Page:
Underwater clam rental sites are located and used to produce hard clams of all sizes from small clams to gills. Clam production or aquaculture can be a risky business due in part to unwanted marine intruders. Among them, subtle and very mobile rays.
The Indian River Lagoon is one of the main sites used for hard clam (Mercenaria mercenaria) farming operations along Florida’s Atlantic coast. Clam fishermen anecdotally report seeing rays in clam leases and suspect that their interaction could damage aquaculture equipment and crushed clams. After all, some species of rays are equipped with powerful jaws and plate-like teeth that make them highly efficient miners.
Inspired by clammer’s reports, researchers from Florida Atlantic University’s Harbor Branch Oceanographic Institute and collaborators used passive acoustic telemetry to measure interactions between two highly mobile animals, white eagle rays (Aetobatus narinari) and cownose rays (Rhinoptera spp.) on a lease of oysters. . and four other Sebastian sites, including the Sebastian Inlet and the mouth of the St. Sebastian River.
Because visual observations can be difficult and unpredictable, this technique enabled the researchers to observe tagged rays in the wild over a two-year period.
“We wanted to understand how often and when stingrays visit clam leases, how long they stay there, and whether it’s seasonal or year-round,” said Matt Ajemian, PhD, senior author, associate research professor and director of the study. From the Fisheries Ecology and Conservation Laboratory at FAU Port Branch. “We tagged it and put it on its way and recorded 17,014 unique visits to leases derived from 38 different rays.”
Study results published in Plus one, offering both good news and bad news to the speakers. The rays have spent more time at the clam rental locations than has been reported or suspected, but that’s not necessarily where they like to hang out. For example, the white eagle ray spent only 6.2% of its time near clam rental sites and the cownose ray 13.2%.
Predicting when and when stingrays will visit clam leases has also been complex because it depends on the species, time of day, season, and even certain environmental conditions. Although used less frequently when compared to other reference receiving sites, both types of rays showed longer visits at clam rental sites than some of the sites considered and were periodically monitored within clam rental areas for extended periods of time.
The longest continuous durations in the northern and southern clam rentals were 387.5 minutes and 207.1 minutes, respectively. This shows that rays can stay within these areas for hours at a time, making it more likely that they will interact with clam rentals and possibly hunt for them.
Brianna Cahill, author of the interview, said: “Since 84 percent of all visits were from white eagle rays and their visits were much longer at night, this information suggests that the observed interactions with clam leases are likely to be underestimated, given that Most oyster operations happen during the day.” , a graduate of FAU Harbor Branch Marine Sciences and Oceanography, and a research technician at Stony Brook University.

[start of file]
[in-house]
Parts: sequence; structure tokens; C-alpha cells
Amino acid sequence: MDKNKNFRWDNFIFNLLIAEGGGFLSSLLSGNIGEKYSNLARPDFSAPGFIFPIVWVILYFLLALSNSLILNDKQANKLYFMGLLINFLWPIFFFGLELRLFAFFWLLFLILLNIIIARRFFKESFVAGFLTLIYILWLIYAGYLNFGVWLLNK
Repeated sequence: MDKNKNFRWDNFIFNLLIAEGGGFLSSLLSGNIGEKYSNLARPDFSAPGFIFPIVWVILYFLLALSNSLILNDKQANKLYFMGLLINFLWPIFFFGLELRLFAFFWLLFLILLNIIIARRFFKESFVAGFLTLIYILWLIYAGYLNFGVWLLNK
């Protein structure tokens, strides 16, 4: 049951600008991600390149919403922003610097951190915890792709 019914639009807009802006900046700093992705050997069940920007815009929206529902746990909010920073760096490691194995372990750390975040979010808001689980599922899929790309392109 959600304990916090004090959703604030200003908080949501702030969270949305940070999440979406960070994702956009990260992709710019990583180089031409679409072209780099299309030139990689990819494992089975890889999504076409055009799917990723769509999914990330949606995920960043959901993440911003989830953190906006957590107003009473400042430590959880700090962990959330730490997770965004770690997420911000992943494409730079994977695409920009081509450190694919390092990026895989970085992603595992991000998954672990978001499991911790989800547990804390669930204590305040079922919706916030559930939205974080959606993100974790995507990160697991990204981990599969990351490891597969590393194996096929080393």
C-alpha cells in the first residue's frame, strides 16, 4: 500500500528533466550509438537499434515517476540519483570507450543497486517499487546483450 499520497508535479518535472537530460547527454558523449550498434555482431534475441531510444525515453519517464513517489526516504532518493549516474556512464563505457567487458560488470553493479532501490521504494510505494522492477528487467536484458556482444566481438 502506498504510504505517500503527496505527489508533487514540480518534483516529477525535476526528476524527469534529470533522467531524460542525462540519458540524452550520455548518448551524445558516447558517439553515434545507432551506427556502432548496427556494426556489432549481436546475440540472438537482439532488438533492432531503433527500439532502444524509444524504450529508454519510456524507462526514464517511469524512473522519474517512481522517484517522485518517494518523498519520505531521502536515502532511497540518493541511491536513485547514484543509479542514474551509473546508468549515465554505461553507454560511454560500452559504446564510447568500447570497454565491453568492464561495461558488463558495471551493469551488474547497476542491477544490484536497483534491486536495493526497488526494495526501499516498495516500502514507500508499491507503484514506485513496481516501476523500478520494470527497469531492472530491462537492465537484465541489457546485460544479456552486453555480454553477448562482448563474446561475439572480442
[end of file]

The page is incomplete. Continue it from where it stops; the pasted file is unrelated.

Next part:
“The results of our study justify the need to continue monitoring mobile predators in the area, including more studies to assess their behaviors such as foraging at clam rental sites.”
Cownose rays and white eagle rays have different migration patterns, but either way their tendency to move may limit their impact on interlopers.
“Another good news for clam lovers is that stingrays did not use clam rental sites year-round, and their visits varied seasonally, with far fewer spottings and visits during the summer months,” Ajemian said. “This suggests that clams only need to deploy protections against predators, if necessary, for part of the year.”
Findings from the study also highlight the need to understand whether clam leases are located within the rays’ natural foraging habitat and whether rays actively interact with clam leases or whether they are attracted to other organisms nearby.
“It is possible that rays feed on other organisms attracted to clams at clam rental sites, as bivalve aquaculture farms are known to alter community structure and attract a wide variety of predatory snails, which may be an alternative attraction,” Cahill said. Cownose ray and white eagle match their diets.”
Brianna V. Cahill et al, Visitation patterns of two medium radial hatcheries in oyster aquaculture leases at Indian River Lagoon, Florida, Plus one (2023). DOI: 10.1371/journal.pone.0285390
the quote: Crushed Clams, Roaming Rays: Acoustic Tags Reveal Predator Interactions (2023, May 15) Retrieved May 15, 2023 from https://phys.org/news/2023-05-05-clams-roaming-rays-acoustic-tags. html
This document is subject to copyright. Apart from any fair dealing for the purpose of private study or research, no part may be reproduced without written permission. The content is provided for informational purposes only.